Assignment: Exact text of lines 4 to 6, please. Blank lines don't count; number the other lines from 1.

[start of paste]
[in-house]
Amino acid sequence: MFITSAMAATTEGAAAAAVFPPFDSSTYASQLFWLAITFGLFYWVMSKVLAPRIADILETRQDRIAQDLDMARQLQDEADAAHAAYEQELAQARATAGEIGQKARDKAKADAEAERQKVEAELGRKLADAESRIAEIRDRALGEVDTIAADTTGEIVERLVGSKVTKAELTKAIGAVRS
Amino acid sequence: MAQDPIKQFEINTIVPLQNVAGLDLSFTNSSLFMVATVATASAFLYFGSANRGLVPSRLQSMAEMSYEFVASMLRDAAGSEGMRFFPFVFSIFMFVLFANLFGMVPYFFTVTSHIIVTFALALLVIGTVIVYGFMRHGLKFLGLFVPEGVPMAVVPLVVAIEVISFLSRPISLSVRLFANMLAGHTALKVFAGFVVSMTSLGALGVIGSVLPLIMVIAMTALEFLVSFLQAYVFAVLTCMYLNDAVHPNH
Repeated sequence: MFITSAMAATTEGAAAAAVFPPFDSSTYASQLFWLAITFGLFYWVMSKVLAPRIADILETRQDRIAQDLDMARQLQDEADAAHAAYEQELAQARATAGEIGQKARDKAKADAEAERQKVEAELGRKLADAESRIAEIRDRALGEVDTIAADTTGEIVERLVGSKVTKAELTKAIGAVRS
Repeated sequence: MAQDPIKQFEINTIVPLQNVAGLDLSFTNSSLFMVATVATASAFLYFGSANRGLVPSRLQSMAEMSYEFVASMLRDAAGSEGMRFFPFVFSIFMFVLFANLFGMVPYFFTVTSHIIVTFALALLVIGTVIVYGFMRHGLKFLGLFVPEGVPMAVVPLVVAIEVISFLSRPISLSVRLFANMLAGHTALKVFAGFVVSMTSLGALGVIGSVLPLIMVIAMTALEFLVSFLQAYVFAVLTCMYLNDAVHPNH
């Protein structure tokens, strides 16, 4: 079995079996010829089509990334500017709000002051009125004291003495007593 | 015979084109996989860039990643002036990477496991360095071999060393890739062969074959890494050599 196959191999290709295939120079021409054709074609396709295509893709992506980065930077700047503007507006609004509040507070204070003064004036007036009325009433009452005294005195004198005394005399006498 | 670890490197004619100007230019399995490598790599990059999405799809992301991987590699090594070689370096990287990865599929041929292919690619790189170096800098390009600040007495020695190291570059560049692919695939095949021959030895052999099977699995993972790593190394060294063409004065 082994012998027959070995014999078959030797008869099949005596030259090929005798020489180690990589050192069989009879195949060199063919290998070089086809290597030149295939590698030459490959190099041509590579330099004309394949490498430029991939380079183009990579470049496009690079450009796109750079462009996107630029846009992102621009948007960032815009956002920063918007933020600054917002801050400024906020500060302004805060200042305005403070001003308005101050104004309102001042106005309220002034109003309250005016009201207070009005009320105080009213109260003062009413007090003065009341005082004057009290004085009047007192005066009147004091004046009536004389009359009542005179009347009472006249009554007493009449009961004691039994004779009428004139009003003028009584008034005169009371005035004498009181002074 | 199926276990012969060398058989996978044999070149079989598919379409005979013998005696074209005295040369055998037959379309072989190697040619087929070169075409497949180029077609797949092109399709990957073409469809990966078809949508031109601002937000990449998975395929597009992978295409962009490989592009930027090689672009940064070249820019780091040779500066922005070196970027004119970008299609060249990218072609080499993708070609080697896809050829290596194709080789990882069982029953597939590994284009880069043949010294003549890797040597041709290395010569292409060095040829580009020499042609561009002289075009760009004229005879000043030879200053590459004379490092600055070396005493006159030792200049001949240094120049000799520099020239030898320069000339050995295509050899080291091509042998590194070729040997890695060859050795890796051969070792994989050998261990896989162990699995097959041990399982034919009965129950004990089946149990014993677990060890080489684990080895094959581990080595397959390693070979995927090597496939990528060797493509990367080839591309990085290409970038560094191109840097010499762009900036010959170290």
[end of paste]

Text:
Repeated sequence: MFITSAMAATTEGAAAAAVFPPFDSSTYASQLFWLAITFGLFYWVMSKVLAPRIADILETRQDRIAQDLDMARQLQDEADAAHAAYEQELAQARATAGEIGQKARDKAKADAEAERQKVEAELGRKLADAESRIAEIRDRALGEVDTIAADTTGEIVERLVGSKVTKAELTKAIGAVRS
Repeated sequence: MAQDPIKQFEINTIVPLQNVAGLDLSFTNSSLFMVATVATASAFLYFGSANRGLVPSRLQSMAEMSYEFVASMLRDAAGSEGMRFFPFVFSIFMFVLFANLFGMVPYFFTVTSHIIVTFALALLVIGTVIVYGFMRHGLKFLGLFVPEGVPMAVVPLVVAIEVISFLSRPISLSVRLFANMLAGHTALKVFAGFVVSMTSLGALGVIGSVLPLIMVIAMTALEFLVSFLQAYVFAVLTCMYLNDAVHPNH
């Protein structure tokens, strides 16, 4: 079995079996010829089509990334500017709000002051009125004291003495007593 | 015979084109996989860039990643002036990477496991360095071999060393890739062969074959890494050599 196959191999290709295939120079021409054709074609396709295509893709992506980065930077700047503007507006609004509040507070204070003064004036007036009325009433009452005294005195004198005394005399006498 | 670890490197004619100007230019399995490598790599990059999405799809992301991987590699090594070689370096990287990865599929041929292919690619790189170096800098390009600040007495020695190291570059560049692919695939095949021959030895052999099977699995993972790593190394060294063409004065 082994012998027959070995014999078959030797008869099949005596030259090929005798020489180690990589050192069989009879195949060199063919290998070089086809290597030149295939590698030459490959190099041509590579330099004309394949490498430029991939380079183009990579470049496009690079450009796109750079462009996107630029846009992102621009948007960032815009956002920063918007933020600054917002801050400024906020500060302004805060200042305005403070001003308005101050104004309102001042106005309220002034109003309250005016009201207070009005009320105080009213109260003062009413007090003065009341005082004057009290004085009047007192005066009147004091004046009536004389009359009542005179009347009472006249009554007493009449009961004691039994004779009428004139009003003028009584008034005169009371005035004498009181002074 | 199926276990012969060398058989996978044999070149079989598919379409005979013998005696074209005295040369055998037959379309072989190697040619087929070169075409497949180029077609797949092109399709990957073409469809990966078809949508031109601002937000990449998975395929597009992978295409962009490989592009930027090689672009940064070249820019780091040779500066922005070196970027004119970008299609060249990218072609080499993708070609080697896809050829290596194709080789990882069982029953597939590994284009880069043949010294003549890797040597041709290395010569292409060095040829580009020499042609561009002289075009760009004229005879000043030879200053590459004379490092600055070396005493006159030792200049001949240094120049000799520099020239030898320069000339050995295509050899080291091509042998590194070729040997890695060859050795890796051969070792994989050998261990896989162990699995097959041990399982034919009965129950004990089946149990014993677990060890080489684990080895094959581990080595397959390693070979995927090597496939990528060797493509990367080839591309990085290409970038560094191109840097010499762009900036010959170290």